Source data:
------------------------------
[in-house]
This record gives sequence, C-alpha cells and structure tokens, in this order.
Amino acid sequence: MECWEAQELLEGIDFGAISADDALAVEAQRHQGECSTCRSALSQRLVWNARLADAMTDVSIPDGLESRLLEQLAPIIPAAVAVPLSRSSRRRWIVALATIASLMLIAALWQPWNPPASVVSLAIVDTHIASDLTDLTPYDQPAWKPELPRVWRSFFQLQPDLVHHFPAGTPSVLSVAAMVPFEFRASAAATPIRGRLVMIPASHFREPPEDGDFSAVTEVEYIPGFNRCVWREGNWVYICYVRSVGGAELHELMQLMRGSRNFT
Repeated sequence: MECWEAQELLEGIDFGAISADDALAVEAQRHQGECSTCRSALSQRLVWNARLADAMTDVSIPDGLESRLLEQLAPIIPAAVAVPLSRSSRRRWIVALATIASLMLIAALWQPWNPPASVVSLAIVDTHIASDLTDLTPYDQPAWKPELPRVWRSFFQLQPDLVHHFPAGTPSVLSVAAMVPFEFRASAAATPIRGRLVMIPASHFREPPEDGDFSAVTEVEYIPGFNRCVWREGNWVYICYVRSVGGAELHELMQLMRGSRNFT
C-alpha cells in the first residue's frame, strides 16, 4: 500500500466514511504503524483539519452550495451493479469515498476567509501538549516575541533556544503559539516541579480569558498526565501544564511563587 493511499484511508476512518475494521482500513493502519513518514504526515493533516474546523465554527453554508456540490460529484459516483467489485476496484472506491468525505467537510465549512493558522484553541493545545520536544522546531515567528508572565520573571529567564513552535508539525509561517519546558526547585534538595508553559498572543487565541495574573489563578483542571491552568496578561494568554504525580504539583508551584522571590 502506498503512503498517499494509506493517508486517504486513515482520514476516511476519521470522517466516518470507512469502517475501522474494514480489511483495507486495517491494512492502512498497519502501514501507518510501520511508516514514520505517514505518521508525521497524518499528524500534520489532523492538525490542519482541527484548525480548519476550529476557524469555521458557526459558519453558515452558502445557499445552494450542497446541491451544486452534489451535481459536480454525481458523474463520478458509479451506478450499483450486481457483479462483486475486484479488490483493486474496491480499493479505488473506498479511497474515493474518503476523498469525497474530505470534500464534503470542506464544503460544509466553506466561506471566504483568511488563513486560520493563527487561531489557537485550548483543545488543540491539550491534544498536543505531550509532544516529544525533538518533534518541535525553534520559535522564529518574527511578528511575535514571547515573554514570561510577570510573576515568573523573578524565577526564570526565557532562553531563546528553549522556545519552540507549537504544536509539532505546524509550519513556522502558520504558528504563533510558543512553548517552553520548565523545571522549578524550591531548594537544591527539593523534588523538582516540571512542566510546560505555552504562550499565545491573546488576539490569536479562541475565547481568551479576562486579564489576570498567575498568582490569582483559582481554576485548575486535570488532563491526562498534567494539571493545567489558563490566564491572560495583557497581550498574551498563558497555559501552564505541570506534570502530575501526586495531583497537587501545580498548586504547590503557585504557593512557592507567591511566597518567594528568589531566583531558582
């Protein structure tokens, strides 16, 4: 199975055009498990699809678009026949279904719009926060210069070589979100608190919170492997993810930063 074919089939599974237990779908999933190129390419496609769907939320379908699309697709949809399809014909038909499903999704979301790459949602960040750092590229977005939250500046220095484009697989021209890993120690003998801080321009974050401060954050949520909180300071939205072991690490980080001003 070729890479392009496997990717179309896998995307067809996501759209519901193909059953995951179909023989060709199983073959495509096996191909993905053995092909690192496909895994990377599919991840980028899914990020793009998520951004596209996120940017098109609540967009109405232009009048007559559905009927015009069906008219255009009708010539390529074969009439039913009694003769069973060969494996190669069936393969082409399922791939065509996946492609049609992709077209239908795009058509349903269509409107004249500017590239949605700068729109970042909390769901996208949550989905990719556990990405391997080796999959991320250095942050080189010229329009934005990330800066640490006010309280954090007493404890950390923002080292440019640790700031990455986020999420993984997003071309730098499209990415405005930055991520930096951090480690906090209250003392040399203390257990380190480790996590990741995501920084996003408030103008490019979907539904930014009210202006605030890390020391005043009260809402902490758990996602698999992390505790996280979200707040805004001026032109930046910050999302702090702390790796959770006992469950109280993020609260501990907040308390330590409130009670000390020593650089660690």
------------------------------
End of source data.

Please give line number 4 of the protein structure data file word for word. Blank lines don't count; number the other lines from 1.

Repeated sequence: MECWEAQELLEGIDFGAISADDALAVEAQRHQGECSTCRSALSQRLVWNARLADAMTDVSIPDGLESRLLEQLAPIIPAAVAVPLSRSSRRRWIVALATIASLMLIAALWQPWNPPASVVSLAIVDTHIASDLTDLTPYDQPAWKPELPRVWRSFFQLQPDLVHHFPAGTPSVLSVAAMVPFEFRASAAATPIRGRLVMIPASHFREPPEDGDFSAVTEVEYIPGFNRCVWREGNWVYICYVRSVGGAELHELMQLMRGSRNFT